Praise Song For The Day November 26, 2012 This poem, Praise Song for the Day by Elizabeth Alexander, is one of the most memorable poems that have been recited within the last 20 years. Immediately after President Obama was sworn into office, Elizabeth Alexander recited her poem to the masses that had gathered on that cold winter day in January. The piece is full of symbolism, with the tone being hopeful, inspiring and thankful.
The poem begins with a description of daily life which is filled with the daily grind of hard working individuals, often doing the work that drives this great nation of ours…small businesses, blue-collar laborers, honorable professions such as teaching. The possibility of coming together as a people in spite of our differences is expressed in terms of our words (“spiny or smooth…words to consider, reconsider”). From will to words to concrete results (e. g. , highways), we interact with each other–past and present.
The boundary of a highway may inspire someone today to go further and see what else is possible, keeping hopeful aspirations alive by “see(ing) what’s on the other side. At the same time that we fear the uncertainties of the future (which also divides us), we can envision it in terms of its possibilities (“We need to find a place where we are safe; We walk into that which we cannot yet see”). I think she is trying to say that we should also honor the sacrifices of poor, immigrant laborers of the past who made our present reality possible as well as the modern immigrant laborers who continue to build upon the dreams of their ancestors. “Say it plain, that many have died for this day. Sing the names of the dead who brought us here, who laid the train tracks, raised the bridges, picked the cotton and the lettuce, built brick by brick the glittering edifices they would then keep clean and work inside of”) The resolution of conflicts between people has many routes. For families it may be “figuring it out at kitchen tables” while other conflicts require political movements, struggle, and protest. This poem is a song of praise for such peaceful resolutions and for this historical inaugural day which would not have been possible without the Civil Rights Movement of the 1960s.
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The religious belief systems of different peoples that allow us to get along with other peoples differ in degree. The poem presents an even stronger concept of love that goes beyond “Love thy neighbor as thy self”, and even beyond “marital, filial, national. ” Some believe the way to unity is to avoid being selfish, not hurting others, and treating others as you would your compatriots, your kin, or yourself. This poem suggests there is a love that extends beyond those whom we are familiar with to include “a widening pool of light. Finally, in relation to the present day, there is a sense of the immense possibilities (“anything can be made, any sentence begun”). This is contained in the words that may inspire others to action that may bring such a love closer toward reality. From disunity (“walking past each other”) to blindly “walk[ing] into that which we cannot yet see,” this poem now suggests the alternative of “walking forward in that light” guided by a new vision of a love that may unite us. I focused on the symbolic element of the poem, because I liked the presentation and how it flowed.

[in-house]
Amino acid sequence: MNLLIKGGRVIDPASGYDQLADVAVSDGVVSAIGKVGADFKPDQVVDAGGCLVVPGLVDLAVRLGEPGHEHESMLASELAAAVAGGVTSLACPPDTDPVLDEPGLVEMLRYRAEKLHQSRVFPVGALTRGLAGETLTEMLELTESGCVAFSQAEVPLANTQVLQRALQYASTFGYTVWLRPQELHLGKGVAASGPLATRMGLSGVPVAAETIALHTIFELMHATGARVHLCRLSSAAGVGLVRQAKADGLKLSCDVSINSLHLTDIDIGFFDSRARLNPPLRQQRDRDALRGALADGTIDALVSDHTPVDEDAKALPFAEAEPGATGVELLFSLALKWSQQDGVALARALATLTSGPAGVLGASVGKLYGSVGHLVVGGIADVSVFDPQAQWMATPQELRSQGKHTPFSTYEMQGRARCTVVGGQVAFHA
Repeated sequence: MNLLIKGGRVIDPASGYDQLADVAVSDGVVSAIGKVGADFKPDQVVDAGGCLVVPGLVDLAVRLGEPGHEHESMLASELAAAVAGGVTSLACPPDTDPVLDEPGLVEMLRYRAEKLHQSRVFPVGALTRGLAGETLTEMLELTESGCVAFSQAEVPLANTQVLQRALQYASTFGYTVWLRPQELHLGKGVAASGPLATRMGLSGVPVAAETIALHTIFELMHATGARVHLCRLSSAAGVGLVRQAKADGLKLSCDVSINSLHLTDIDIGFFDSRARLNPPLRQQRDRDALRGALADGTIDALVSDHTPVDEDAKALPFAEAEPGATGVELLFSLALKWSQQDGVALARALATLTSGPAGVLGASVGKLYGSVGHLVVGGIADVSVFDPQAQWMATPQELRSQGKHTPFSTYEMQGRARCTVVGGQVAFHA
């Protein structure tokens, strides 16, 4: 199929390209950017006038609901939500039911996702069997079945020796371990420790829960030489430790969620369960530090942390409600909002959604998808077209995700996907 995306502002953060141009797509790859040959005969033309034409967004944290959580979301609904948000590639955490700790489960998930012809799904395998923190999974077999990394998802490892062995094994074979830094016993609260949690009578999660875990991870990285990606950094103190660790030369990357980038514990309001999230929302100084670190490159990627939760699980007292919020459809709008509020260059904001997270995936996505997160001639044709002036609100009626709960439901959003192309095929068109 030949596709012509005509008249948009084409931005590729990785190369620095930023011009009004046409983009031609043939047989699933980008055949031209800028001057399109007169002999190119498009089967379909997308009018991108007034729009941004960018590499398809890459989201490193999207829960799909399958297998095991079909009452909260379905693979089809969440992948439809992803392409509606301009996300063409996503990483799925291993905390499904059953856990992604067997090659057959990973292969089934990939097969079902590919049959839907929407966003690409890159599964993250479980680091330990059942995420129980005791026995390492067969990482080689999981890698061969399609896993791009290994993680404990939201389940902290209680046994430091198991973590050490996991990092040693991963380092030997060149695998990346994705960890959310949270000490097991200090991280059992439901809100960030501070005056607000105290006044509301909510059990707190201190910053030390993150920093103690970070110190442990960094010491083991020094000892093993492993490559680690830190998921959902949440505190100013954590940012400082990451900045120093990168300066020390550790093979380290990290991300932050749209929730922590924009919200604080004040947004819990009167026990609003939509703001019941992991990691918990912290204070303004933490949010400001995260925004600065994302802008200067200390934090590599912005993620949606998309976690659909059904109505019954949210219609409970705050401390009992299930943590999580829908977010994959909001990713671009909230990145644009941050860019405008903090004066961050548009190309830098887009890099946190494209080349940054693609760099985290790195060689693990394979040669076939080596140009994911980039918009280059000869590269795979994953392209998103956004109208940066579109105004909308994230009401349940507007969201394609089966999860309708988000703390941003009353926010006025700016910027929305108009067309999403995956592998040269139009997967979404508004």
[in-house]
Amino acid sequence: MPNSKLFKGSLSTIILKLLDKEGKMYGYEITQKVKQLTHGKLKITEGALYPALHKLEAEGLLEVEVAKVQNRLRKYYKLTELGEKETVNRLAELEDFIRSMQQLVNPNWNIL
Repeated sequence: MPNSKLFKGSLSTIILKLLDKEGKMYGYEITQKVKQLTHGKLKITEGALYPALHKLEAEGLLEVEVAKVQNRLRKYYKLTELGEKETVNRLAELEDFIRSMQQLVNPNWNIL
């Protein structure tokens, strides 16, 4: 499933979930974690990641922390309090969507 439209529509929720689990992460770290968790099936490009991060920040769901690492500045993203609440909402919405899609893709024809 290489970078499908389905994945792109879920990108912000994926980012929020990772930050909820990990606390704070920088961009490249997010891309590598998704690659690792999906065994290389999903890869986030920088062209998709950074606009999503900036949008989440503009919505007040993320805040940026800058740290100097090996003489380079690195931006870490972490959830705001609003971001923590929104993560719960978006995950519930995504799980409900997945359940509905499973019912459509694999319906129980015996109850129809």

It made me think about how far we’ve come in this country. I believe that Elizabeth draws the reader into the poem just I was drawn, by suggesting that we as a nation that was literally built off the labor of slave labor and indentured servants, has evolved into a country that elected its first African-American President. Each day we go about our business, walking past each other, catching each other’s eyes or not, about to speak or speaking. All about us is noise. All about us is noise and bramble, thorn and din, each one of our ancestors on our tongues.
Someone is stitching up a hem, darning a hole in a uniform, patching a tire, repairing the things in need of repair. Someone is trying to make music somewhere, with a pair of wooden spoons on an oil drum, with cello, boom box, harmonica, voice. A woman and her son wait for the bus. A farmer considers the changing sky. A teacher says, Take out your pencils. Begin. We encounter each other in words, words spiny or smooth, whispered or declaimed, words to consider, reconsider. We cross dirt roads and highways that mark the will of some one and then others, who said
I need to see what’s on the other side. I know there’s something better down the road. We need to find a place where we are safe. We walk into that which we cannot yet see. Say it plain: that many have died for this day. Sing the names of the dead who brought us here, who laid the train tracks, raised the bridges, picked the cotton and the lettuce, built brick by brick the glittering edifices they would then keep clean and work inside of. Praise song for struggle, praise song for the day. Praise song for every hand-lettered sign, the figuring-it-out at kitchen tables.
Some live by love thy neighbor as thyself, others by first do no harm or take no more than you need. What if the mightiest word is love? Love beyond marital, filial, national, love that casts a widening pool of light, love with no need to pre-empt grievance. In today’s sharp sparkle, this winter air, any thing can be made, any sentence begun. On the brink, on the brim, on the cusp, praise song for walking forward in that light. Alexander, E. (2009, Feb). Retrieved Nov 26, 2012, from Poetry Foundation. org: http://www. poetryfoundation. org/poem/244896
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